Betsy King gives free clinic at First Tee of Tulsa

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LPGA Hall of Famer Betsy King delighted students of the First Tee of Tulsa Monday morning with a clinic at the First Tee practice facilities at Mohawk Park.

King, who won 34 events including six major championships on the LPGA Tour, was in Tulsa to accept the Iba Award for her strong charity work for Golf Fore Africa, a non-profit charitable organization she founded in 2007 which concentrates on helping provide clean drinking water for rural villages in Rwanda, Africa.

While giving pointers on putting, irons and drivers to the students, King also told them it is never too early to embark on a life of helping people.

Through three annual fundraisers, King raised hundreds of thousands of dollars annually to help build wells or offer supplies, including Aids treatment kits to villages in Rwanda. She said it is a constant source of amazement for visitors to learn that more than 50 percent of rural Africans have no daily access to clean drinking water and the average number of meals consumed in a week is five.

Her goal this year is to raise $1 million, for which she has already secured a $1 million matching grant. She said that would enable her to bring clean drinking water to about 117 new communities. She is embarking on a project in Zambia in August.

"It’s just a different world," King said. "People don’t realize, and I know I didn’t, how rare clean water is."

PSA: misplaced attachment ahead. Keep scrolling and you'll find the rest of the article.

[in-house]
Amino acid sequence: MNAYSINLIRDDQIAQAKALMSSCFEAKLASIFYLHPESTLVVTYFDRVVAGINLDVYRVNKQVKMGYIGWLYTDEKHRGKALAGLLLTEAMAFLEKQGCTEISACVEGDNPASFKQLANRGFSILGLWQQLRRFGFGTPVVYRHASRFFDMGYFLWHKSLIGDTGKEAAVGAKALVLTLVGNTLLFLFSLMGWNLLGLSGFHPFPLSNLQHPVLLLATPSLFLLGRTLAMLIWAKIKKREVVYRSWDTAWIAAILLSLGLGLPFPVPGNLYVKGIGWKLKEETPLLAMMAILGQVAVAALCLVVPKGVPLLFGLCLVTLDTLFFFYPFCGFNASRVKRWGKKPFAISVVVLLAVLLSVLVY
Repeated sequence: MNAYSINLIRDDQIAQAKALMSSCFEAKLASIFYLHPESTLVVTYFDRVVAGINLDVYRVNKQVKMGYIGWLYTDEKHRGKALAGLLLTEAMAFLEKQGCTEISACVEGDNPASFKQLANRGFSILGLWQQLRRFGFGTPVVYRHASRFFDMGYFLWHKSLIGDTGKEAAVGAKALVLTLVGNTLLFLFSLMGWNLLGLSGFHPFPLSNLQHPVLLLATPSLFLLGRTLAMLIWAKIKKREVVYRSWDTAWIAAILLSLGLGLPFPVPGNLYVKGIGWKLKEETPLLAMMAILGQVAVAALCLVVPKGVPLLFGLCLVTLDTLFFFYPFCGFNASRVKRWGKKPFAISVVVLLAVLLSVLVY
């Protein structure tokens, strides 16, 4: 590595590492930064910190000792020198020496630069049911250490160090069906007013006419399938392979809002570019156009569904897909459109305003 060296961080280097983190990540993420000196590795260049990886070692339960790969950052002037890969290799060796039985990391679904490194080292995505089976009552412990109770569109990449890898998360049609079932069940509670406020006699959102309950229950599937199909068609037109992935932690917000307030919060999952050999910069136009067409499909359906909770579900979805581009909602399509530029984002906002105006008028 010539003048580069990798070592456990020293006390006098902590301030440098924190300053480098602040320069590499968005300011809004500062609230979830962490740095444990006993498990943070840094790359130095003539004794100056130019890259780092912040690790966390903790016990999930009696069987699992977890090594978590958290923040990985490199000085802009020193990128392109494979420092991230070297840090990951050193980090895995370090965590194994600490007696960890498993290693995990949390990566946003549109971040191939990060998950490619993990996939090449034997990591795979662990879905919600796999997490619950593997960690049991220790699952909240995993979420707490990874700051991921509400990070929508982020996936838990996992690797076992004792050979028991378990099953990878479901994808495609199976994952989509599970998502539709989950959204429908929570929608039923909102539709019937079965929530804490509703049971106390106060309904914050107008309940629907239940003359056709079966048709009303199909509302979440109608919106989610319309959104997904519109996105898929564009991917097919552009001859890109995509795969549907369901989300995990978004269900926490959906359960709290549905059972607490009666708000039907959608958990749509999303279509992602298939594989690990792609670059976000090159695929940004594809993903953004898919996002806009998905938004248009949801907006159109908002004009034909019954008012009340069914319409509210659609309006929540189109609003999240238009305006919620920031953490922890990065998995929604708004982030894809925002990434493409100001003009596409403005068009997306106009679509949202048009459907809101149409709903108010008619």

King was off on Tuesday to the U.S. Women’s Open at Pinehurst for a meeting of past champions. She won the U.S. Open in 1989 and 1990 after finishing in the top 12 in each of the previous five years.

"I played Pinehurst No. 2 once but it was about 30 years ago and I don’t remember much of it," she said. "I think what the USGA is doing is great. I was a little concerned at first about how the course would play for women after the men were done, but I think they’ll put some water on it the next three days and it will green up a little."

Like many who were at the men’s open, King was concerned that the spectators who are confined to areas mostly to the side of the sandscapes are so far removed from the action that the only place to view the golf will be around the tees and greens. She said the fans who watch both events will be impressed by the evolution of the women’s game.

"When I came out I was one of the taller players, but now there are a lot of women taller and stronger and they just bomb it," King said. "It’s a different game."

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Ken MacLeod

Ken MacLeod

Publisher Golf Oklahoma | Oklahoma's No. 1 Golf Source

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